“In a world sayable and lush, where marvels offer themselves up ready for verbal dissection, smells are often right on the tip of our tongues- but no closer- and it gives them a kind of magical distance, a mystery, a power without name, a sacredness” 
Still not convinced that you’re not basic for wanting to smell every candle in every shop? Think about the powerful ways in which scent can provoke feelings and memories. Why am I instantly transported back to a sunny autumn day during my senior year of high school whenever I smell a clove cigarette burning? It’s like I can hear the Smiths playing on my car radio and feel the chill in the air of early fall. Looking at a photo or even hearing the music doesn’t have the same dimension-hopping effect. Or why do realtors bake cookies before open houses in homes they’re trying to sell? Because they’re using smell to help connect potential buyers with feelings of warmth and coziness and ultimately, home. The way that scent can trigger feelings of nostalgia and send you, even for a second, to another place and time feels extremely magical to me. I bet a lot of you can intuit exactly what this candle smells like based on scent memories alone:
Aside from nostalgia, the right types of aromas can also bring comfort. During the early days of C*vid, demand for scented candles went way up even as the world around us felt like it was crumbling down!  Of course, we all wanted our homes to smell nice because we were inside them all the time, but there was more to it than that. Whether you were conjuring coziness or evoking escape, home scent rituals became really important to people throughout the panini. It says a lot that during one of the most harrowing events in recent history, people were reaching for scent magic to help them feel better.
A good friend of mine went thru a traumatic breakup this fall and I literally could not keep up with his candle consumption! He said it was the only thing that helped him feel better when he was suddenly alone in a big apartment by himself. The way the smells could fill up the space made him feel less lonely. Pretty powerful for a completely invisible, totally silent and utterly intangible entity, wouldn’t you say?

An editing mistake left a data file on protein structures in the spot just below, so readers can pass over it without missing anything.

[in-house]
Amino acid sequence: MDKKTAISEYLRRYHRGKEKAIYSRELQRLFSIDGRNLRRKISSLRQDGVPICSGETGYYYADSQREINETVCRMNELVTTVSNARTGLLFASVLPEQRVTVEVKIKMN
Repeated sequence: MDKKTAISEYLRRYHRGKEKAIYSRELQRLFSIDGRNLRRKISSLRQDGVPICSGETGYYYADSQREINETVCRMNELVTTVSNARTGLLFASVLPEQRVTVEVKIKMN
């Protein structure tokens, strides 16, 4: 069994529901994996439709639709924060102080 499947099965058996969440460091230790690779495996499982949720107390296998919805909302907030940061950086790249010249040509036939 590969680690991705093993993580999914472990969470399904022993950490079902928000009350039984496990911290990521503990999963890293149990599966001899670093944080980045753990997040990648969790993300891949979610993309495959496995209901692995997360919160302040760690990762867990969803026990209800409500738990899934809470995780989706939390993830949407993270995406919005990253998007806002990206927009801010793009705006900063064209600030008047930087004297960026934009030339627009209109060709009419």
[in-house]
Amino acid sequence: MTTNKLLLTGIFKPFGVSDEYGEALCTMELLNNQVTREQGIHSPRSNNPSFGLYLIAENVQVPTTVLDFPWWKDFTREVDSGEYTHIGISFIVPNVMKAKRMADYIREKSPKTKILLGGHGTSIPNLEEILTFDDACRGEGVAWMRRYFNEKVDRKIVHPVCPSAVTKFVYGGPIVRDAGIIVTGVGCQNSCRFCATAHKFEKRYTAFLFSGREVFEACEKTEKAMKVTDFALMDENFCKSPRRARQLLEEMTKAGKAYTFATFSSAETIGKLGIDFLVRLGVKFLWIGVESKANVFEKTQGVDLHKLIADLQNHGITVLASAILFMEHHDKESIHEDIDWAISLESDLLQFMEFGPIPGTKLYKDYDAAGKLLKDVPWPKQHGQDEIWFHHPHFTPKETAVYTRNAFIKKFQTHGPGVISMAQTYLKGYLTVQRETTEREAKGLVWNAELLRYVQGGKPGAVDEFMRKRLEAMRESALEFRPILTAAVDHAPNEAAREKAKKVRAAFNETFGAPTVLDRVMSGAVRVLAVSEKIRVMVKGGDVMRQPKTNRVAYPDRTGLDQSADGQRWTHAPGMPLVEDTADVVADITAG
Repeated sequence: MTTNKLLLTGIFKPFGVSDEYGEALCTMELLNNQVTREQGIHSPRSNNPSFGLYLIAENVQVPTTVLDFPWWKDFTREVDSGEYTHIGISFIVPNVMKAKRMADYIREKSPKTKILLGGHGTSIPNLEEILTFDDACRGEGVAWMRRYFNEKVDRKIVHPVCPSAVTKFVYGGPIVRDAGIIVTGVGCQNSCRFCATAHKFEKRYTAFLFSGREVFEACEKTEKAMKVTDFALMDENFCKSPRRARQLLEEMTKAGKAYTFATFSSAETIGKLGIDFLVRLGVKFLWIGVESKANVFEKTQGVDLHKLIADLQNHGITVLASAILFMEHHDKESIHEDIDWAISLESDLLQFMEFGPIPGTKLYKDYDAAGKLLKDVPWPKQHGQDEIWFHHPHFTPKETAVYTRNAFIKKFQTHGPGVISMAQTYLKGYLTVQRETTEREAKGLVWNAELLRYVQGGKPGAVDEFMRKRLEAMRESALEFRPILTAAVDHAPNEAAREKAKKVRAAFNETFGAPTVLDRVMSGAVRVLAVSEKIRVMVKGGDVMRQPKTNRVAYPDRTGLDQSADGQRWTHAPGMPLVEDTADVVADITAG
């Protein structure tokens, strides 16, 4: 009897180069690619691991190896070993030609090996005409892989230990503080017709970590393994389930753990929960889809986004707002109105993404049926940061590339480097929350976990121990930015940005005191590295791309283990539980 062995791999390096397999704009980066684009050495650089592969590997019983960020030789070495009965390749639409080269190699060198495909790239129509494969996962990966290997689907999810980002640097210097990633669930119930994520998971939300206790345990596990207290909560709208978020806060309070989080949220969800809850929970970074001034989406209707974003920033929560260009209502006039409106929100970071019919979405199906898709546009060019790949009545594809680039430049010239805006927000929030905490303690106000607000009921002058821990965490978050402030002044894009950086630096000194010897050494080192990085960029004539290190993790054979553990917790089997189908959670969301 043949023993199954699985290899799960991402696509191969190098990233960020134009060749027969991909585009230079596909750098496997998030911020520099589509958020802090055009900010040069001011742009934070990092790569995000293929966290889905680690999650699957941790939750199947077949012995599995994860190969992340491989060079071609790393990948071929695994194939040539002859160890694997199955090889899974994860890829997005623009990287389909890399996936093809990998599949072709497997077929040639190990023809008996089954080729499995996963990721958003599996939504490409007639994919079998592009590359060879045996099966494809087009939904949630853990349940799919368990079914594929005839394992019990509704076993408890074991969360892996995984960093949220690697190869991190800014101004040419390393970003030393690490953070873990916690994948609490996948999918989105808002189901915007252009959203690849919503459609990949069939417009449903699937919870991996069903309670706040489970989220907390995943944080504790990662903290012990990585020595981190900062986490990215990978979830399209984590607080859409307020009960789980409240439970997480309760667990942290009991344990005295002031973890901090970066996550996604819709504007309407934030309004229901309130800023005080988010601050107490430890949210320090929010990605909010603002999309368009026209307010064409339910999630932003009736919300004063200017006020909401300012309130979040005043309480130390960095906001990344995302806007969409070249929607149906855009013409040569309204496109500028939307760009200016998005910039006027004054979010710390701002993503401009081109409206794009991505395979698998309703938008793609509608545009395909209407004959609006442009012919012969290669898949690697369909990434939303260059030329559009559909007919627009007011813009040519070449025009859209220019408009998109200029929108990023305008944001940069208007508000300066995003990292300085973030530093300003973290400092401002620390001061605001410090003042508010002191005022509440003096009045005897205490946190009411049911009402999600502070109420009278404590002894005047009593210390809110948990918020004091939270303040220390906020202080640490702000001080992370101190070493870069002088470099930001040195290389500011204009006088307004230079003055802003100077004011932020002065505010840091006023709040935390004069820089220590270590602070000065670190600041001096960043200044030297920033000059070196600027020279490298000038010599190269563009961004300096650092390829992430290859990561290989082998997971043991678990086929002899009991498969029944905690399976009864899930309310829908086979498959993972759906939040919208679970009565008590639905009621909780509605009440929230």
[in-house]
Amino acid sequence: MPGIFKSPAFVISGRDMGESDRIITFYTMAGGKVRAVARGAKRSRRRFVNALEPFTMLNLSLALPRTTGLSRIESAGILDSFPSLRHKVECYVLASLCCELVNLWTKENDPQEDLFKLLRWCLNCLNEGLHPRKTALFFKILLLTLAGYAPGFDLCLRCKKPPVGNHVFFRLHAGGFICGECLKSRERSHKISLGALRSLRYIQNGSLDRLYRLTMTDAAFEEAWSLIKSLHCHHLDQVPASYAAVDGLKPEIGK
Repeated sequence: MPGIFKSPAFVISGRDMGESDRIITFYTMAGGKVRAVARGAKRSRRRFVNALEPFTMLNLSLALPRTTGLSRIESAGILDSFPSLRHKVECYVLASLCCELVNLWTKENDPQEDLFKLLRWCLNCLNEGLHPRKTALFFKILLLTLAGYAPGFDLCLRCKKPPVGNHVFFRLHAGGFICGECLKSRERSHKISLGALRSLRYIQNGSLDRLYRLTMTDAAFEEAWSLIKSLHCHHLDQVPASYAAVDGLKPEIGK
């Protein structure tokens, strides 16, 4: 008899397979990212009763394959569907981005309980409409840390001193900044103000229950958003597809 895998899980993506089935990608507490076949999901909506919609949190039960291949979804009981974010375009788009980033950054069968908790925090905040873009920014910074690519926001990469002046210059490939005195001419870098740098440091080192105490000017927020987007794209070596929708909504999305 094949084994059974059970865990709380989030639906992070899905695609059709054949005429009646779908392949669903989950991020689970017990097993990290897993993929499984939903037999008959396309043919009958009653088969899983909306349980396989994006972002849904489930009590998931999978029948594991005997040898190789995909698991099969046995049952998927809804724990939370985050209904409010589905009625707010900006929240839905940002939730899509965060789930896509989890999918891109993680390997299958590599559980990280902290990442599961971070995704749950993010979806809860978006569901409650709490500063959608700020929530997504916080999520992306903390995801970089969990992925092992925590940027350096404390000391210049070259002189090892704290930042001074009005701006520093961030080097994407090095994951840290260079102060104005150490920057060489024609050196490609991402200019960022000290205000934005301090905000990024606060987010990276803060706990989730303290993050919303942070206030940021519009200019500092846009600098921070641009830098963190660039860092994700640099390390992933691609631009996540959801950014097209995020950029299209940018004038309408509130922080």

“Smell is a startling superpower. You can walk thru someone’s front door and instantly know that she made popcorn. Drive down the street and somehow sense that the neighbors are barbecuing. Intuit, just as a side effect to breathing a bit of air that this sweater has been worn but this one hasn’t. That it’s going to start raining soon, that the grass was trimmed a few hours back. If you weren’t used to it, it would seem like witchcraft.” 
Just for funsies try meditating for a few minutes on what emotional connections you have to specific scents. What does success smell like to you? What about love? Or comfort? Think abstractly- what does the New Moon smell like to you? What about Aries season? Can you use those connections to map out ways to strengthen your spell work practice using scent?
If you're as fascinated by smells as me I've sited some of my resources below! (I know I didn't format my footnotes correctly but I'm not in grad school anymore and just couldn't bring myself to bust out an AMA manual lol) Stay tuned for part two! Smell ya later!
 “Smells like witch spirit: How the ancient world’s scented sorceresses influence ideas about magic today” By: Britta Ager
 A Natural History of the Senses- Diane Ackerman page 60
 A Natural History of the Senses- Diane Ackerman page 9
 NYT The Daily Podcast, “The Forgotten Sense” originally aired 1/31/21